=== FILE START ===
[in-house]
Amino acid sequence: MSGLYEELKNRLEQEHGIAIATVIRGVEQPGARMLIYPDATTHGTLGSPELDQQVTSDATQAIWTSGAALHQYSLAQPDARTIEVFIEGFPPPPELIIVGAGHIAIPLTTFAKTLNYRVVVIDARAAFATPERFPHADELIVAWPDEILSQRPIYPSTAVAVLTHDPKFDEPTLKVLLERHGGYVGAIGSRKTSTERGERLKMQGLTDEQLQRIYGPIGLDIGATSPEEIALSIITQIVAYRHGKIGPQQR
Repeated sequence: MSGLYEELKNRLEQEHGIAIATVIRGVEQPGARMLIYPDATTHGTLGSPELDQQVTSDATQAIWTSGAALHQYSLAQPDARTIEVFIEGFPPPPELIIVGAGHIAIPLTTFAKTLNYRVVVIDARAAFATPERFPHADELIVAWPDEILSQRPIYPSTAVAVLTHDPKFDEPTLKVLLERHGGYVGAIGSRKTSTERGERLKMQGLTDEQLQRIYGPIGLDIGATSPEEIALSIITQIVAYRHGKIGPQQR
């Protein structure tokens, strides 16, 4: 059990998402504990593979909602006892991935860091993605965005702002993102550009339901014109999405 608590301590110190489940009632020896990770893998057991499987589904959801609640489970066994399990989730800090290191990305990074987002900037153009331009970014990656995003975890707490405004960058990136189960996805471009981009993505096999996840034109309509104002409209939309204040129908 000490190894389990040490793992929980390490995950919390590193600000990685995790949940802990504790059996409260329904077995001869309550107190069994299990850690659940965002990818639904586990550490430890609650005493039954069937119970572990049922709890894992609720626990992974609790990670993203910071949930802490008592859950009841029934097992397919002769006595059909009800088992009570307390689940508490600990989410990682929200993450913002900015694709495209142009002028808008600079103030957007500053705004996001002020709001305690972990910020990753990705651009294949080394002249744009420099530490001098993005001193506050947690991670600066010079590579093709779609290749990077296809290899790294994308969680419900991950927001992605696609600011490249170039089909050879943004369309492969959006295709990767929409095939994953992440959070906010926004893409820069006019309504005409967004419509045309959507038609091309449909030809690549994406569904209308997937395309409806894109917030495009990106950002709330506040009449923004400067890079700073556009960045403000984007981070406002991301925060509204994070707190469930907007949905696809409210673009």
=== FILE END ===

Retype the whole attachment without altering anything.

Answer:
[in-house]
Amino acid sequence: MSGLYEELKNRLEQEHGIAIATVIRGVEQPGARMLIYPDATTHGTLGSPELDQQVTSDATQAIWTSGAALHQYSLAQPDARTIEVFIEGFPPPPELIIVGAGHIAIPLTTFAKTLNYRVVVIDARAAFATPERFPHADELIVAWPDEILSQRPIYPSTAVAVLTHDPKFDEPTLKVLLERHGGYVGAIGSRKTSTERGERLKMQGLTDEQLQRIYGPIGLDIGATSPEEIALSIITQIVAYRHGKIGPQQR
Repeated sequence: MSGLYEELKNRLEQEHGIAIATVIRGVEQPGARMLIYPDATTHGTLGSPELDQQVTSDATQAIWTSGAALHQYSLAQPDARTIEVFIEGFPPPPELIIVGAGHIAIPLTTFAKTLNYRVVVIDARAAFATPERFPHADELIVAWPDEILSQRPIYPSTAVAVLTHDPKFDEPTLKVLLERHGGYVGAIGSRKTSTERGERLKMQGLTDEQLQRIYGPIGLDIGATSPEEIALSIITQIVAYRHGKIGPQQR
């Protein structure tokens, strides 16, 4: 059990998402504990593979909602006892991935860091993605965005702002993102550009339901014109999405 608590301590110190489940009632020896990770893998057991499987589904959801609640489970066994399990989730800090290191990305990074987002900037153009331009970014990656995003975890707490405004960058990136189960996805471009981009993505096999996840034109309509104002409209939309204040129908 000490190894389990040490793992929980390490995950919390590193600000990685995790949940802990504790059996409260329904077995001869309550107190069994299990850690659940965002990818639904586990550490430890609650005493039954069937119970572990049922709890894992609720626990992974609790990670993203910071949930802490008592859950009841029934097992397919002769006595059909009800088992009570307390689940508490600990989410990682929200993450913002900015694709495209142009002028808008600079103030957007500053705004996001002020709001305690972990910020990753990705651009294949080394002249744009420099530490001098993005001193506050947690991670600066010079590579093709779609290749990077296809290899790294994308969680419900991950927001992605696609600011490249170039089909050879943004369309492969959006295709990767929409095939994953992440959070906010926004893409820069006019309504005409967004419509045309959507038609091309449909030809690549994406569904209308997937395309409806894109917030495009990106950002709330506040009449923004400067890079700073556009960045403000984007981070406002991301925060509204994070707190469930907007949905696809409210673009």